It’s a very idiosyncratic thing, this compulsion to revisit a story so often in close succession. It isn’t systematic, it’s the impelling of magnetic force – a desire, almost a need, to imprint the very words into my mind, absorbing their content into heart and being. And it seems inconsistent. I love and admire both Austen and Dickens, but Jane gets many more re-reads than Charles. It might be comprehensible to most that Spyri’s Heidi would still draw me back occasionally after all these years, but then, so does everybody’s favorite book to hate: Pollyanna, by Eleanor H. Porter.

And it’s hard to isolate a cause. Part of it comes from being a writer myself; getting saturated with an author’s flow of thought and word is crucial in training myself to write well and in shaping my own style. Another part comes from the fact that many stories, especially suspenseful ones or ones utilizing older or different forms of English, are much better the second time around. Almost all good stories improve with multiple readings, anyway.

Yet another part draws from the power of certain stories to speak to me at certain times. Despite (or perhaps because of) J.K. Rowling’s admitted struggles with doubt, her stories spoke into my struggle with agnosticism and belief, and separated light from darkness, good from evil in my mind. As clichéd as it might sound, they helped me find courage to trust in the power of self-sacrificial love over death.

Austen’s Emma – and Emma’s Mr. Knightley – give me real delight through reinforcing my appreciation of being loved and chosen by a man of character. My husband is not unlike Mr. Knightley. I never fully understood why Emma loved Mr. Knightley instead of Frank Churchill until I met my husband, and at the end of the book, her joy is mine.

My favorite stories will show me compassion without leading me to despair, foster belief through imagination, and even when I disagree with an idea, give me something real to think about.

A good book is a transformational experience. A bad book may be too, which is why it is important both to read good material and to be a good reader. Reading can satisfy the soul with truth. But truths, especially important ones, are easy to forget, so I rarely resist the urge to re-read.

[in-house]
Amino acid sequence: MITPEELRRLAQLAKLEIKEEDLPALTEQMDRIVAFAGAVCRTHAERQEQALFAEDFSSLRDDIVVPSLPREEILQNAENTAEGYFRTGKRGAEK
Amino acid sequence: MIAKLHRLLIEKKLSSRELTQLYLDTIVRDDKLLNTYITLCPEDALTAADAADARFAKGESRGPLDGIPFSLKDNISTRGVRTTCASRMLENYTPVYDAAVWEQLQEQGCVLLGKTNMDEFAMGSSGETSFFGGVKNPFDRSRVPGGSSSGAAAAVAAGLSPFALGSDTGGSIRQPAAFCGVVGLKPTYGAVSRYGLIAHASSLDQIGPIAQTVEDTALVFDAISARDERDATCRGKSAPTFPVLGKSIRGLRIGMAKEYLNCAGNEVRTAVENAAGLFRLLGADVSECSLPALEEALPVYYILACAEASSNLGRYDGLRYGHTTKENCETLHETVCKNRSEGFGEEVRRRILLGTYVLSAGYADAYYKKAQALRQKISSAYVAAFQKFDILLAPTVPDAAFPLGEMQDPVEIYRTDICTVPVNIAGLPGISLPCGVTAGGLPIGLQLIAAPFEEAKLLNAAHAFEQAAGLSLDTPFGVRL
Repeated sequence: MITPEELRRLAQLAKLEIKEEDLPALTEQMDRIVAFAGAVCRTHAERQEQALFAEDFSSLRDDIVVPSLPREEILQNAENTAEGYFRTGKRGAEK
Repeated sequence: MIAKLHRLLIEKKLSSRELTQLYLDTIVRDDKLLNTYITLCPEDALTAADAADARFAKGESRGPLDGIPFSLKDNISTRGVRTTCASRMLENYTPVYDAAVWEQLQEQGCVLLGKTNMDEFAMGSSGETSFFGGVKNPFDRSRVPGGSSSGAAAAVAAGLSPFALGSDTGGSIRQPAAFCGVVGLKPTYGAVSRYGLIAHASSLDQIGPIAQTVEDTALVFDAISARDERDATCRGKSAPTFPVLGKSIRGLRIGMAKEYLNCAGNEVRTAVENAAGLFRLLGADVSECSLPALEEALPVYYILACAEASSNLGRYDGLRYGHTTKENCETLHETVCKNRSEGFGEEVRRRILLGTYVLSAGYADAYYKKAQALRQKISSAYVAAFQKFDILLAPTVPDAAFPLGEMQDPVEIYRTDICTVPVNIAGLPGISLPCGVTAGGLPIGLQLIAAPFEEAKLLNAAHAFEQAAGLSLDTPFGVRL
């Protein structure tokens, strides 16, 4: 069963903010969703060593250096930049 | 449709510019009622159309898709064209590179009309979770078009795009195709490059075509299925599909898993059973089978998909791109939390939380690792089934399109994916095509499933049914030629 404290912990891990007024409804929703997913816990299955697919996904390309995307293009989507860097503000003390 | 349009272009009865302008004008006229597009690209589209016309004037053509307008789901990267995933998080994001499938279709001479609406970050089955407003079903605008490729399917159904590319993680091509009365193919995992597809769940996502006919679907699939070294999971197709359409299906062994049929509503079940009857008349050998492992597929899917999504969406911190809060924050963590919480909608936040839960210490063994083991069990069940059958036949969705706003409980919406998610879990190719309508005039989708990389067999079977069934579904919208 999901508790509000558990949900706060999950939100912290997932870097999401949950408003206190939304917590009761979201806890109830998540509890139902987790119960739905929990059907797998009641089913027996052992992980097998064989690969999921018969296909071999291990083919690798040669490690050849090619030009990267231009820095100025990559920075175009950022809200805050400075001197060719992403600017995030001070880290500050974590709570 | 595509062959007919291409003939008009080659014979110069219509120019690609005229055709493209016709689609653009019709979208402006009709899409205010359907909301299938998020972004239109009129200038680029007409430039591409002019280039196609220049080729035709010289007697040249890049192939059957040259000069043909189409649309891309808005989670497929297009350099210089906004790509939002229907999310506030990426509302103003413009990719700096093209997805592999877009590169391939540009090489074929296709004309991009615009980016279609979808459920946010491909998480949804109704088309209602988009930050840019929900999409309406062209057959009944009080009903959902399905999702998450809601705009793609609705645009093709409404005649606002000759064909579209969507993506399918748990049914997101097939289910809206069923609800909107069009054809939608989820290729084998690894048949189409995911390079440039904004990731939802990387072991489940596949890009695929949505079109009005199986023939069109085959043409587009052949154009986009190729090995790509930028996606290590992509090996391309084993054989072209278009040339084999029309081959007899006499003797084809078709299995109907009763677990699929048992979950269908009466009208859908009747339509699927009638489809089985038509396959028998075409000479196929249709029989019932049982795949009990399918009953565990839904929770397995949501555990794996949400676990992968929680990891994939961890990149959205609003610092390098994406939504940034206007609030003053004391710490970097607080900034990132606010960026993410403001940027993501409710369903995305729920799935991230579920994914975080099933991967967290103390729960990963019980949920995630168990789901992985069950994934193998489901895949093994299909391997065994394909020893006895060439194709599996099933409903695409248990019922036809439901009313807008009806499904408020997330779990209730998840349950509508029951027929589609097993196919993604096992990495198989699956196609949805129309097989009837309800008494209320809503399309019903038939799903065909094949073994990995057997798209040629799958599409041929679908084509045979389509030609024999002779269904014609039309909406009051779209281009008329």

I do look for new material, now and again. A trip to a library or bookstore carries a sense of perilous adventure – I never know exactly where an unread book will take me. When luck hits, I will probably travel through the new book at least twice before looking elsewhere. A book like that almost always becomes part of the rotation.

But whatever the thrills or disappointments of a new book, the regulars continually reach out from the grand old shelves, ready to bring me back to the known that never seems to grow too familiar. I hear their rustlings now, even with a bookmark in Dante and one each in two non-fiction works. Austen’s Persuasion wants a turn, and even Pride and Prejudice thinks itself about due. Lewis’s Out of the Silent Planet wants to remind me of its alchemical backstory to Perelandra and That Hideous Strength. Dickens’ Christmas Carol keeps hinting about the time of year, and Shannon Hale’s Princess Academy vies with Harry Potter and the Order of the Phoenix for attention.

One at a time, I have to say; but they’ll probably all get their chance. I don’t see re-reading as obsession or time-wasting. It’s restful, therapeutic, exhortative, inspiring, encouraging, anything but a loss. And I’ve learned that I’m not alone: re-reading appears to be at least somewhat commonplace among the writing sort. Lewis and Rowling have both admitted to it. If it helps me write half as well as either of them, someday, re-reading will have been one of my greatest investments.